Maryland businesses and some taxpayers will be able to postpone making certain tax payments to the state as the coronavirus pandemic continues to affect the economy.
Comptroller Peter Franchot said Wednesday in announcing the program that it will provide some relief to those who are struggling without the state government losing out on any money.
“They can keep that money in their pocket,” Franchot, a Democrat, said during a video meeting of the state’s Board of Public Works.
The taxes would be owed still, but they could be paid at a later date, Franchot said.
The extended deadlines include:
- Business taxes and quarterly estimated income taxes typically due in January, February and March are postponed until April 15.
- For businesses, self-employed individuals and independent contractors with estimated payments due Jan. 15, those are postponed to April 15.
- Businesses that withhold taxes for their employees with payments due between Feb. 1 and April 14 do not have to make those payments until April 15.
The extension applies to business taxes administered by the comptroller, including sales taxes, admissions and amusement taxes, and levies on alcohol, tobacco and gasoline.
Business and taxpayers covered by the action don’t need to file a request for an extension and the state won’t assess interest or penalties.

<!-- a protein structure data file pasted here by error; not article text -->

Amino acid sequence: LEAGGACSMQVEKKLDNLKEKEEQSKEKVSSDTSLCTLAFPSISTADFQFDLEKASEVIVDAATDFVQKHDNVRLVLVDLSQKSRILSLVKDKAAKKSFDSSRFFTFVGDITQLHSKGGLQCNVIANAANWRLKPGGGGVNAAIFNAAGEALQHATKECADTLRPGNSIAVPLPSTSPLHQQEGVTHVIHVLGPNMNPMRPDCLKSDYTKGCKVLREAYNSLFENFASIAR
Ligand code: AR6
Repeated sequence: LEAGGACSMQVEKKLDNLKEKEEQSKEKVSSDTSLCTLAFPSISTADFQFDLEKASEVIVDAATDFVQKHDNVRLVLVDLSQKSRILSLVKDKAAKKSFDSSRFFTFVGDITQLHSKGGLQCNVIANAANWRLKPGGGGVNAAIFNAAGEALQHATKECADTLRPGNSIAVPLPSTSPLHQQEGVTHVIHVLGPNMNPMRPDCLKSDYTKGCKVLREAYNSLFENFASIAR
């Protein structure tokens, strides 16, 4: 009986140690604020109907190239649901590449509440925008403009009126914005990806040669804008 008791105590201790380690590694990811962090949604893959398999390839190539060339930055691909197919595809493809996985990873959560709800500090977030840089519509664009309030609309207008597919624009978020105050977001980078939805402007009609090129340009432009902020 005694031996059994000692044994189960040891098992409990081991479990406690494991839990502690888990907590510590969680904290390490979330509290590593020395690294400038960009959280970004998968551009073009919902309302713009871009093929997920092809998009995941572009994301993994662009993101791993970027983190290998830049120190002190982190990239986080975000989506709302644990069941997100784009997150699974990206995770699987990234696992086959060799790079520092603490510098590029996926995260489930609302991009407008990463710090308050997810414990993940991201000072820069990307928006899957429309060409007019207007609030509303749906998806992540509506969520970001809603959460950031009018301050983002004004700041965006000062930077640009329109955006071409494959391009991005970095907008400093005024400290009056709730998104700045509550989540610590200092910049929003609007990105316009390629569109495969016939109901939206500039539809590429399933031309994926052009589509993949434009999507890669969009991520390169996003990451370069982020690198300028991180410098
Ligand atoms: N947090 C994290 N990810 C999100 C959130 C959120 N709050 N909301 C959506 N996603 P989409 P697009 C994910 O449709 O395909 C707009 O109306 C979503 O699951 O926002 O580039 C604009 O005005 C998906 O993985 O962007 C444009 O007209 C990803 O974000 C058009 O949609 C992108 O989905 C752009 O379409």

A similar extension was granted last year to businesses during the early stages of the COVID-19 pandemic.
The extended deadlines apply only to taxes owed to the state. Franchot said he wrote Wednesday to the IRS to request similar deadline extensions for federal tax payments.
The Republican governor signed an executive order Wednesday ordering state agencies to set aside contracting opportunities valued between $50,000 and $500,000 for the program.
The goal is to offer a boost to small businesses that may be struggling in the pandemic, said Republican Lt. Gov. Boyd Rutherford, who announced the initiative at the Board of Public Works meeting Wednesday.
“Small businesses undoubtedly will be leading the way of our economic recovery,” Rutherford said.
Hogan also announced in a statement that people receiving food stamps and cash assistance will receive additional aid due to federal changes.
Families participating in the Supplemental Nutrition Assistance Program, or SNAP, will receive 15% more for the next six months. And those receiving Temporary Cash Assistance will receive an average of $100 more per family member for the next six months.